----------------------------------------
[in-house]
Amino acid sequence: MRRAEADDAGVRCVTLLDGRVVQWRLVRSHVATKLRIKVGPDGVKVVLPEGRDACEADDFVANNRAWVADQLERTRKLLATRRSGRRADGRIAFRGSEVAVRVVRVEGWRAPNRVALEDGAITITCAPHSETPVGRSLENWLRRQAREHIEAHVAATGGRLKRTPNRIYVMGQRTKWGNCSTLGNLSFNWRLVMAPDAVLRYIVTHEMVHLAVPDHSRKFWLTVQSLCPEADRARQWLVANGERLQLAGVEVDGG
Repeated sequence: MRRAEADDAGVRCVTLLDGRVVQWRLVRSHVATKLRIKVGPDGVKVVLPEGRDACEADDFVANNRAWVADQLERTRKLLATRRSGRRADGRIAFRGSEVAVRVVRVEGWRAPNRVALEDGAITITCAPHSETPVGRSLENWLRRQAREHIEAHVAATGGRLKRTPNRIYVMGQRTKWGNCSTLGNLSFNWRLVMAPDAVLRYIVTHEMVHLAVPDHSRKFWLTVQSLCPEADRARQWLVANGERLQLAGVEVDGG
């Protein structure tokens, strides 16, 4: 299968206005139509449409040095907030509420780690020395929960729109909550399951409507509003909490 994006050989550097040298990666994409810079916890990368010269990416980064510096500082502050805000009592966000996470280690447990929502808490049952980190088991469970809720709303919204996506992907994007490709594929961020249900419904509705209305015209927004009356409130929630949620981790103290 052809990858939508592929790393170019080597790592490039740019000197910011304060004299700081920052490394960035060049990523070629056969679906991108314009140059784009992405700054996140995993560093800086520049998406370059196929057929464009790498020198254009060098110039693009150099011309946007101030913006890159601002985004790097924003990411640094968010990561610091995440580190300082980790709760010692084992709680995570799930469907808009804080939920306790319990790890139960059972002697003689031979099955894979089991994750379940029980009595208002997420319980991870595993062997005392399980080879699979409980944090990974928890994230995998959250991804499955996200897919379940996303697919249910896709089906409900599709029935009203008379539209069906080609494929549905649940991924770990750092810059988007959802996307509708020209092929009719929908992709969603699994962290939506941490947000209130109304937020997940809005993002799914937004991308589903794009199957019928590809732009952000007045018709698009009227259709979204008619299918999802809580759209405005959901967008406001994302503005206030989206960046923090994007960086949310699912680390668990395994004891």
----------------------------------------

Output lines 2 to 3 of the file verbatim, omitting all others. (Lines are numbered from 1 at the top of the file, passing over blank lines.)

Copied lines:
Amino acid sequence: MRRAEADDAGVRCVTLLDGRVVQWRLVRSHVATKLRIKVGPDGVKVVLPEGRDACEADDFVANNRAWVADQLERTRKLLATRRSGRRADGRIAFRGSEVAVRVVRVEGWRAPNRVALEDGAITITCAPHSETPVGRSLENWLRRQAREHIEAHVAATGGRLKRTPNRIYVMGQRTKWGNCSTLGNLSFNWRLVMAPDAVLRYIVTHEMVHLAVPDHSRKFWLTVQSLCPEADRARQWLVANGERLQLAGVEVDGG
Repeated sequence: MRRAEADDAGVRCVTLLDGRVVQWRLVRSHVATKLRIKVGPDGVKVVLPEGRDACEADDFVANNRAWVADQLERTRKLLATRRSGRRADGRIAFRGSEVAVRVVRVEGWRAPNRVALEDGAITITCAPHSETPVGRSLENWLRRQAREHIEAHVAATGGRLKRTPNRIYVMGQRTKWGNCSTLGNLSFNWRLVMAPDAVLRYIVTHEMVHLAVPDHSRKFWLTVQSLCPEADRARQWLVANGERLQLAGVEVDGG